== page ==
Kemar Roach no longer has the searing pace that he commanded before a car accident that required a long period of rehabilitation and a rebuilt action. But he finished the series as the highest wicket-taker for West Indies – with 11 at 29.81, including a five-for at Lord’s. Roach is a skillful new-ball bowler who also provides aggression and an intimidating air.
While Roach was the only West Indies bowler in the series to average under 35, his new-ball partnership with Shannon Gabriel could form a nucleus of a bowling attack that offers similar promise to what the Hope-Brathwaite core gives to the Windies batting.
Gabriel bowled 24 no-balls in the warm-up match in Derby and was left out of the side for the first Test at Edgbaston. But the return of his genuine pace – grazing 90 miles per hour – gave the West Indies attack much-needed punch.
That he bowled Ben Stokes with a no-ball at Lord’s – one of six during England’s first innings, although he made amends two balls later by claiming Stokes’ wicket – suggests more discipline is required, but when paired with Roach, Gabriel completes an opening pair that will challenge world-class opening batsmen.
From there the West Indies bowling attack is less convincing. Holder had a mixed series as a third seamer and his side was arguably short of another fast bowler. There hardly seemed the need for both Roston Chase and Devendra Bishoo to play in the same side in conditions that clearly favoured swing and seam. Holder’s preference for using Chase begged the question of why Bishoo was selected in the first place and perhaps there are lessons to be learned here before West Indies head to New Zealand in a few months’ time.
While much has been made of the chances put down by the West Indies fielders it is worth noting that of the 26 dropped catches in this series – an unusually high number – just ten were in the visitors’ ledger.
Ten is still too many, though, particularly for a side with other flaws. Fielding errors didn’t cost them the first Test and they won the second despite them although, particularly considering they dropped Ben Stokes twice on his way to a century, it could be argued they would have won that match far more easily had they taken those chances.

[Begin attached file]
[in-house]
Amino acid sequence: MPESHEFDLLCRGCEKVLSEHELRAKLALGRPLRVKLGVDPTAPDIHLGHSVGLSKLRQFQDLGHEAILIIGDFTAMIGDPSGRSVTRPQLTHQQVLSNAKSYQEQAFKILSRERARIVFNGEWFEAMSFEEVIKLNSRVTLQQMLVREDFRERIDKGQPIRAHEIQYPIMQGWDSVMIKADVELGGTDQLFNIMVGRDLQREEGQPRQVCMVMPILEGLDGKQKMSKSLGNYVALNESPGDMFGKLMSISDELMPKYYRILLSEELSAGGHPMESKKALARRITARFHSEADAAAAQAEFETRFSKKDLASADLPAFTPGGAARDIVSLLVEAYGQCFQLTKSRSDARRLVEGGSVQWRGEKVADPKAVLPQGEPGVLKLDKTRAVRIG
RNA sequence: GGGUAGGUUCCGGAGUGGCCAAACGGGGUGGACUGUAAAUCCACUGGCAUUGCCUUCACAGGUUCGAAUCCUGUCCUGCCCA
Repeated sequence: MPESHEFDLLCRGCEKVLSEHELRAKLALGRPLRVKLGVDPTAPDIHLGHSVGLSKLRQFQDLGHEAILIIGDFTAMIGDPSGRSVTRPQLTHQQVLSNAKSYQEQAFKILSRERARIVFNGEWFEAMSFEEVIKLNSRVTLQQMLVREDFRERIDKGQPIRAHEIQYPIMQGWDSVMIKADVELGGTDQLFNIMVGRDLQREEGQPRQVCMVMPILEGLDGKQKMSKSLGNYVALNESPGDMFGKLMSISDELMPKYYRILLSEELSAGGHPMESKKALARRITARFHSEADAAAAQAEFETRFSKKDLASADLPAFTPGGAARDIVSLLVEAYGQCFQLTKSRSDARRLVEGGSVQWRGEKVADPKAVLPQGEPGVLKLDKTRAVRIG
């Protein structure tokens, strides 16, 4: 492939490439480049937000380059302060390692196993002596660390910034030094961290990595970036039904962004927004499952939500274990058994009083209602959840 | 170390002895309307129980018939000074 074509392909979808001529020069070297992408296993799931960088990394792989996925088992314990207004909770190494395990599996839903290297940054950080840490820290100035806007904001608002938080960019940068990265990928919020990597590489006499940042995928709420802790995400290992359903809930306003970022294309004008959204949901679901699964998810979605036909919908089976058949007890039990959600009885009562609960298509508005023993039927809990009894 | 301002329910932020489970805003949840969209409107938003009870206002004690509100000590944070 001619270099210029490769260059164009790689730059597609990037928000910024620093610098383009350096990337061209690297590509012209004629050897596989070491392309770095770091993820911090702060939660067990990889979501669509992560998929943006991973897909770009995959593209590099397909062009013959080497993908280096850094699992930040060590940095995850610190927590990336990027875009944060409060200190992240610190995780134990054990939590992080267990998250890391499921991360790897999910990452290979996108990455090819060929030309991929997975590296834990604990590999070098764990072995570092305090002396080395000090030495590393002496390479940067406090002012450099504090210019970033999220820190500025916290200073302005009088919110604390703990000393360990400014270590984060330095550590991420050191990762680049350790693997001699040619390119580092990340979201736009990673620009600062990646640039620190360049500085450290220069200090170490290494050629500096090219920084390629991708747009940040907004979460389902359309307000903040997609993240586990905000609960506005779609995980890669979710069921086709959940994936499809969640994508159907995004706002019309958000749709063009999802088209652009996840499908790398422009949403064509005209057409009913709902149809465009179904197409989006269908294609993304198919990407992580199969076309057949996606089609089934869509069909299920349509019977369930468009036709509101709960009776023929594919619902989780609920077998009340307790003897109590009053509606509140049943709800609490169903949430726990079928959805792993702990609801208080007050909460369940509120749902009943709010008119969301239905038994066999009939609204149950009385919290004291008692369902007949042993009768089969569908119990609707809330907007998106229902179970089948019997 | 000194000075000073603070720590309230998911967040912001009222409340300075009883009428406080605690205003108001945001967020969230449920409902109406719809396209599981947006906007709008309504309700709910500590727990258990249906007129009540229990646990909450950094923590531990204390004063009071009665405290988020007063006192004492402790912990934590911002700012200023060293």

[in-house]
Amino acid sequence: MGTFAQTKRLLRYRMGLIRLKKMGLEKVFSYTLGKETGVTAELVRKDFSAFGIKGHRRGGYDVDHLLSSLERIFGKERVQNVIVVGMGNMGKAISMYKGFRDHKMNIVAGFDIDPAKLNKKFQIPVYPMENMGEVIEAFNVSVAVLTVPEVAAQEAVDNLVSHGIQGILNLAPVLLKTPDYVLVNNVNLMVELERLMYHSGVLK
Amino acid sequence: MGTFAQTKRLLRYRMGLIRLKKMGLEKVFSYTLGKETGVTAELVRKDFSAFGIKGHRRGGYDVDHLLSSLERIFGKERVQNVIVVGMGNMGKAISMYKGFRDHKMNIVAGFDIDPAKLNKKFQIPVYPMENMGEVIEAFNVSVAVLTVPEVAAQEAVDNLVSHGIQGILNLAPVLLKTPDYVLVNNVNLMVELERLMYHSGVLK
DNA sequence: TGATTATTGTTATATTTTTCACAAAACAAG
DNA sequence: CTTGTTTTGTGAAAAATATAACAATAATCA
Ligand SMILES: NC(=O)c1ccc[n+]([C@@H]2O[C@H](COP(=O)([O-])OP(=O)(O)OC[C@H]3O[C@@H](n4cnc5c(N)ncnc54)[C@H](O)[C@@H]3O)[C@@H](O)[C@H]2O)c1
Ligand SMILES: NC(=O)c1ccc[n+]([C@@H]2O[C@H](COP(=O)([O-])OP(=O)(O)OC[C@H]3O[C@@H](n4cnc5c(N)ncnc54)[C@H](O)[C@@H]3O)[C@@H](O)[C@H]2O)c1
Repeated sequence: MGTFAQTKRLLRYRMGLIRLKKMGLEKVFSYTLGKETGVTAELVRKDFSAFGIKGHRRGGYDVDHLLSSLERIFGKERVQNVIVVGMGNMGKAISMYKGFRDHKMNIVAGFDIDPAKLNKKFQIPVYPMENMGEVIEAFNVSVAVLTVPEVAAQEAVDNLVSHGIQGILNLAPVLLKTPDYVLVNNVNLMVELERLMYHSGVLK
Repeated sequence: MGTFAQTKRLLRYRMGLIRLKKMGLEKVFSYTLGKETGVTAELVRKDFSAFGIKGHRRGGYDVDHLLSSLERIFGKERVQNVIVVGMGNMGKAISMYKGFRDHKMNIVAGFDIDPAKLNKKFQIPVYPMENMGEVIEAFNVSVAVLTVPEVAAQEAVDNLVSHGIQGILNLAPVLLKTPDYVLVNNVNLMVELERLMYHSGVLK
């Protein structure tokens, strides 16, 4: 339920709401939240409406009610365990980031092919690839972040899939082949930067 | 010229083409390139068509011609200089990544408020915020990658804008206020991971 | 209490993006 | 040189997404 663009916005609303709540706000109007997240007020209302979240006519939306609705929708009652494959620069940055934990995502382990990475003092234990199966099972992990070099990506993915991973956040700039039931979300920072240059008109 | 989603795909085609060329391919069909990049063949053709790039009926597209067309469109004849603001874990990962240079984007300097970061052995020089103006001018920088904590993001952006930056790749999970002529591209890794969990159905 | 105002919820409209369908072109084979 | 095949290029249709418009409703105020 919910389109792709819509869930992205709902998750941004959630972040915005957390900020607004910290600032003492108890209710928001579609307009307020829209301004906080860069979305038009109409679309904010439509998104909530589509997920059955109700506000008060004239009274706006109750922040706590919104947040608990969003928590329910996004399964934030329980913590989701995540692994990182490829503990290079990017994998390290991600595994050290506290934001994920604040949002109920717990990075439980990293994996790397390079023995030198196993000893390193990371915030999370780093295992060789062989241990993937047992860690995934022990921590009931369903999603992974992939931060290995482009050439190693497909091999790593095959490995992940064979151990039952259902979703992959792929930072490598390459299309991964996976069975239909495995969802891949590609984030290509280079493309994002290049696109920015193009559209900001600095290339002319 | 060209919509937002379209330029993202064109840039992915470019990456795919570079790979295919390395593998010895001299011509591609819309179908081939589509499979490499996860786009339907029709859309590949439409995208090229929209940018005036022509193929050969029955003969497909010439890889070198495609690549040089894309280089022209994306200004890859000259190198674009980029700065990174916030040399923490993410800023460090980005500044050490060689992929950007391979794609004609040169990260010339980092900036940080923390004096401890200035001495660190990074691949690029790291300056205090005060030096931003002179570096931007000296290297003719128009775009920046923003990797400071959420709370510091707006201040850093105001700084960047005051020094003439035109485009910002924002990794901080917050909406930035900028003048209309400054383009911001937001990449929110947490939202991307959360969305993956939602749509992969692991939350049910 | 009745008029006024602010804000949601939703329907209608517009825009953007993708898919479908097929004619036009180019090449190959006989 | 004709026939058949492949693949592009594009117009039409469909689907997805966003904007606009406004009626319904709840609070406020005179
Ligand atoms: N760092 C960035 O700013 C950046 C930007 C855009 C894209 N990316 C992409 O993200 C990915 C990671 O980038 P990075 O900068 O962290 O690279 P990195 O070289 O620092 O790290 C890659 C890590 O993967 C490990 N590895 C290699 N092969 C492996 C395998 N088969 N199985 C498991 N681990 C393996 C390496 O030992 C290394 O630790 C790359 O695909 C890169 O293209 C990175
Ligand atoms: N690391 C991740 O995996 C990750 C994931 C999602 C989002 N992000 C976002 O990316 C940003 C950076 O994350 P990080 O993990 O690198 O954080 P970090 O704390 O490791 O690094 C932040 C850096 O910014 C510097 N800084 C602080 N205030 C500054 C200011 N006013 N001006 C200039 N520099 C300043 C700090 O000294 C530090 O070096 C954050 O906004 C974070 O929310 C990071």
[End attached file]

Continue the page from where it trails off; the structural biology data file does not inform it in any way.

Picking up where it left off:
In the final low-scoring Test, where small margins were crucial, the missed opportunities had far more significance and could, perhaps, have changed the result.
Holder is a young captain with one of the most difficult leadership tasks in Test cricket; treading through a political minefield, shrugging off the ghosts of past legends and constantly fielding questions about the absence of players plying their far more lucrative T20 trade. He has his share of critics who question his ability with both bat and ball. At times his field placements have led to head-scratching. His decisions to delay taking the new ball or bowl one spinner over another have invited scrutiny.
And yet he has defied expectations and led his side – derided by some as the worst West Indies team to tour England – to their first Test victory in this country in 17 years. He has shown faith in his players through defeat and encouraged them to fight. The spirit shown at Headingley could still be seen at Lord’s and the confidence gained in England may serve his players well in their upcoming Test tours of Zimbabwe and New Zealand.
They may not be leaving with a trophy, and the gains may be modest, but West Indies won’t be departing England empty-handed.